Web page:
As a part of the 2020 Annual Meeting of the Society of American Archivists, the Reference, Access, & Outreach (RAO) section will host its 8th annual Marketplace of Ideas. The Marketplace of Ideas takes place in conjunction with the annual RAO business meeting, and offers participants a chance to learn more about creative instruction, outreach, and reference programs piloted by colleagues. 

Thursday, August 13

Committee on Public Awareness

Come meet the members of the Committee on Public Awareness, hear about our activities over the past year, and learn about our plans for next year!

Know of other outreach- and advocacy-related sessions, events, and general happenings taking place over the course of ARCHIVES*RECORDS 2020 that didn’t make our schedule? Tell us in the comments below, or let us know which of these and other annual meeting events you are most looking forward to!

2 thoughts on “Advocacy and Outreach Opportunities at the Archives*Records 2020 Annual Meeting

  1. ArchivesMaarja says:

    Great recommendations, thanks! I like the underlying theme of sharing to learn and to connect. We know how much connecting with others depends on listening to them and sharing context. This is a rapidly changing time and the conference schedule includes many sessions which reflect how archivists are handling change in ways outside observers (especially in the news media) may not take into account. Your suggestions reflect what I’m seeking (thanks!)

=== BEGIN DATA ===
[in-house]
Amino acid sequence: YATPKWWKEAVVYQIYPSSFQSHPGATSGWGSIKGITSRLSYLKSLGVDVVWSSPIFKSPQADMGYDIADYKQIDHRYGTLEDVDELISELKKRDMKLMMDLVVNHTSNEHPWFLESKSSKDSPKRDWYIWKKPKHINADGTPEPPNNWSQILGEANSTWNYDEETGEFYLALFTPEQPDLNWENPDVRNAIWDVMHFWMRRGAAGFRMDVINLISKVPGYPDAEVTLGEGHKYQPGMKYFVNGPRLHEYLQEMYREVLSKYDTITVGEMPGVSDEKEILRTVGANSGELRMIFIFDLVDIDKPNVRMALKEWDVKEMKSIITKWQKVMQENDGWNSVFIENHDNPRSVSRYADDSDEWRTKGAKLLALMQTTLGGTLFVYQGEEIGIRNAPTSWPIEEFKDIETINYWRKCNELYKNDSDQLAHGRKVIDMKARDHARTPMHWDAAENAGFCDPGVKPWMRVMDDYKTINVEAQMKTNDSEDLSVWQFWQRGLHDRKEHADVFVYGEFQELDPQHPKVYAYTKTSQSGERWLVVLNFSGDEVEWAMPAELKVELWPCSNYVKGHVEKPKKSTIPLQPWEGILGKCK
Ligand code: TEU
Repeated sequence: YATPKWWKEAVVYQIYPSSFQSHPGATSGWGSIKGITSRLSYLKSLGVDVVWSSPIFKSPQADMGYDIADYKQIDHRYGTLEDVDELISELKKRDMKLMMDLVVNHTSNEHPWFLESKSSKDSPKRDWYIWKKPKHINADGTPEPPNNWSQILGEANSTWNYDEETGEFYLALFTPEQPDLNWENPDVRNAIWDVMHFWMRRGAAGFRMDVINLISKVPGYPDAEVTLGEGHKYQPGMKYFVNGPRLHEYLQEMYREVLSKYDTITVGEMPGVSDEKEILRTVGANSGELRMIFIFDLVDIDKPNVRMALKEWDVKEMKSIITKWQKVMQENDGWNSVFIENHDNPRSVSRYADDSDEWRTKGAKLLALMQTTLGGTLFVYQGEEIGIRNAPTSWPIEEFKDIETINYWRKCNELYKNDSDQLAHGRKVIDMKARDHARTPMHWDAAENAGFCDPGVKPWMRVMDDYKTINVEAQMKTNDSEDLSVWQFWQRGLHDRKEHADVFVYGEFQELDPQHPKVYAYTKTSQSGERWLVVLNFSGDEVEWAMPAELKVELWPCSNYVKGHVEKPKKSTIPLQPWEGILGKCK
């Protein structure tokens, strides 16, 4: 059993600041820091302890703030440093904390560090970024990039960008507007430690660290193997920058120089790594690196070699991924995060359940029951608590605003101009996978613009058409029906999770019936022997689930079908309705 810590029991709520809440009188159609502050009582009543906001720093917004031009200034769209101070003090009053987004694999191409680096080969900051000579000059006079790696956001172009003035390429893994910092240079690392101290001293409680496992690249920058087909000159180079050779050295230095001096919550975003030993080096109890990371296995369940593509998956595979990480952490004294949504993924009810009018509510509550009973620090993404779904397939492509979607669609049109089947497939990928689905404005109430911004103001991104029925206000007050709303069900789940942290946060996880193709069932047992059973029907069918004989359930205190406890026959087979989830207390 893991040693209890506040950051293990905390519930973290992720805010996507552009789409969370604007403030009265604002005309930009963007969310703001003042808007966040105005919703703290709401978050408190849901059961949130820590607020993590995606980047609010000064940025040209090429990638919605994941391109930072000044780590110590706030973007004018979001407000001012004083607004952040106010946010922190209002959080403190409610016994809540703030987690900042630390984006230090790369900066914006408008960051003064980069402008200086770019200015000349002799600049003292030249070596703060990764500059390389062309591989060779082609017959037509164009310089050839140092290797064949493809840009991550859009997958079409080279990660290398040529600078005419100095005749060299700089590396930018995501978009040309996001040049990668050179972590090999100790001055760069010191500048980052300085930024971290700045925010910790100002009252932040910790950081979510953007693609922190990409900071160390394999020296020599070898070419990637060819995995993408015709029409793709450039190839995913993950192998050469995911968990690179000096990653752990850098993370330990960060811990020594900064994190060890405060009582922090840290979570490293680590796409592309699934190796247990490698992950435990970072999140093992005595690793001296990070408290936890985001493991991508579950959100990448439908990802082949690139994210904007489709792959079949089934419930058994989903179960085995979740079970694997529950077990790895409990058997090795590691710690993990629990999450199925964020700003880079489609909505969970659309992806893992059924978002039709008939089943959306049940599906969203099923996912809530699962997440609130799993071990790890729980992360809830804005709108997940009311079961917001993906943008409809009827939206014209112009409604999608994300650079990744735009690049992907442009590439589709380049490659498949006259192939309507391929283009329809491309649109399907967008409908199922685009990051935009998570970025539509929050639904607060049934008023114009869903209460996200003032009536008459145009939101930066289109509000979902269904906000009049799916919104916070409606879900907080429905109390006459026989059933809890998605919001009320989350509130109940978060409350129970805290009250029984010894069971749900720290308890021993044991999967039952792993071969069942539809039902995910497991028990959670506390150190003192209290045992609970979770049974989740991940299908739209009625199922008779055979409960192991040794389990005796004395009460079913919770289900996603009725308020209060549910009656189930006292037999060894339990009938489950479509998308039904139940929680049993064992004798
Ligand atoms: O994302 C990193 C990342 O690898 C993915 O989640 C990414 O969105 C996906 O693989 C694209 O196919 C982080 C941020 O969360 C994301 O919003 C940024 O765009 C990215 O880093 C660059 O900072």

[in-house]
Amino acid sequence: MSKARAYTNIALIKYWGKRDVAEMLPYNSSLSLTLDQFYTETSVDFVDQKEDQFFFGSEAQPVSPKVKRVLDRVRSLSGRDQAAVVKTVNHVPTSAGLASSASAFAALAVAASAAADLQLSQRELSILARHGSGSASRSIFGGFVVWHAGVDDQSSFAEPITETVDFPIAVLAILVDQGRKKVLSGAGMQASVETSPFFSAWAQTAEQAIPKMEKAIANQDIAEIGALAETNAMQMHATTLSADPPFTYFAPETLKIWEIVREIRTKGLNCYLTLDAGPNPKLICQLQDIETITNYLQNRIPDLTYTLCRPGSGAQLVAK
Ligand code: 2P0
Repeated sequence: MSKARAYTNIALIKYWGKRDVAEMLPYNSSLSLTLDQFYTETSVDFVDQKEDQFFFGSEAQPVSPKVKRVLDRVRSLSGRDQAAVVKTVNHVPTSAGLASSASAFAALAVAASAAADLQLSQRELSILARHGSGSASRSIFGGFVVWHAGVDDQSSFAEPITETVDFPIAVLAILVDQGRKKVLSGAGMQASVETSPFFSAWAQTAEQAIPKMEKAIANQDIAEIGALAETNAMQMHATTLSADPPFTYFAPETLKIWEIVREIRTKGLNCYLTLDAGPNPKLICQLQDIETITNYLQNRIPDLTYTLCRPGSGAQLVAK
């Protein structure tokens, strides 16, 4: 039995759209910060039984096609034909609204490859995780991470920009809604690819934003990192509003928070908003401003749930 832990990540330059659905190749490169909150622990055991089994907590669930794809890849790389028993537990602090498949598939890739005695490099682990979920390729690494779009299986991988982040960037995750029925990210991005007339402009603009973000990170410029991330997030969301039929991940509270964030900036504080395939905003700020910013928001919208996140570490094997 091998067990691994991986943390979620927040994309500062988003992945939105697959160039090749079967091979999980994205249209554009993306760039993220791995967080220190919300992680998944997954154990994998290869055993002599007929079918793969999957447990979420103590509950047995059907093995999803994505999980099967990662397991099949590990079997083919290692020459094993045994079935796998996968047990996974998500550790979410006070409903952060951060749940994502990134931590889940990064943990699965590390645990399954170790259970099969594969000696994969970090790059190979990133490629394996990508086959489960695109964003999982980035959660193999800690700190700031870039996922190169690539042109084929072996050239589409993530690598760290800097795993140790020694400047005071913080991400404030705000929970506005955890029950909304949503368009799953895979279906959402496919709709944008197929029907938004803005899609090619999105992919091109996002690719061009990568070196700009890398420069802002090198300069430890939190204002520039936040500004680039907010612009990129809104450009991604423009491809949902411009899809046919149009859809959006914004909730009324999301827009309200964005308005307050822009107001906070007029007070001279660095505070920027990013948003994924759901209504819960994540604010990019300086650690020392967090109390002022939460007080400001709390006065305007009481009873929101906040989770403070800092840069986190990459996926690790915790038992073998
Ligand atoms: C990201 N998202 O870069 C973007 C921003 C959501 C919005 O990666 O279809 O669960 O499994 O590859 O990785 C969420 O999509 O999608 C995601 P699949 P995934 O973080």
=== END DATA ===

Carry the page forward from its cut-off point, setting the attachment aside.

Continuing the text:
On the governmental side, which is where my experiences as archivist and historian are, I’d recommend a couple which cover issues touched on in the news but often without context although they affect a broad community. One is a session on access and preservation of archival White House records which include content about domestic policy, civil unrest, protests, foreign relations, and “abuses of governmental power.” (August 8, S47)

    Another is Plenary 2, August 7, at which Meredith Evans will speak with the Librarian of Congress, Carla Hayden, and the Archivist of the United States, David Ferriero. Both administrators head high profile institutions that have had to pivot from decades of “we’ve always done it this way” to very different ways of handing access to materials.

    These are issues covered incompletely, at best, in the news yet we know from our own work in private or public sector academic, corporate, or governmental jobs are an important part of advocacy during rapidly changing conditions. Plenary 2 will go behind the headlines and provide deeper context on public sector GLAM change management issues that Meredith knows about as someone herself also “in the room where it happens.”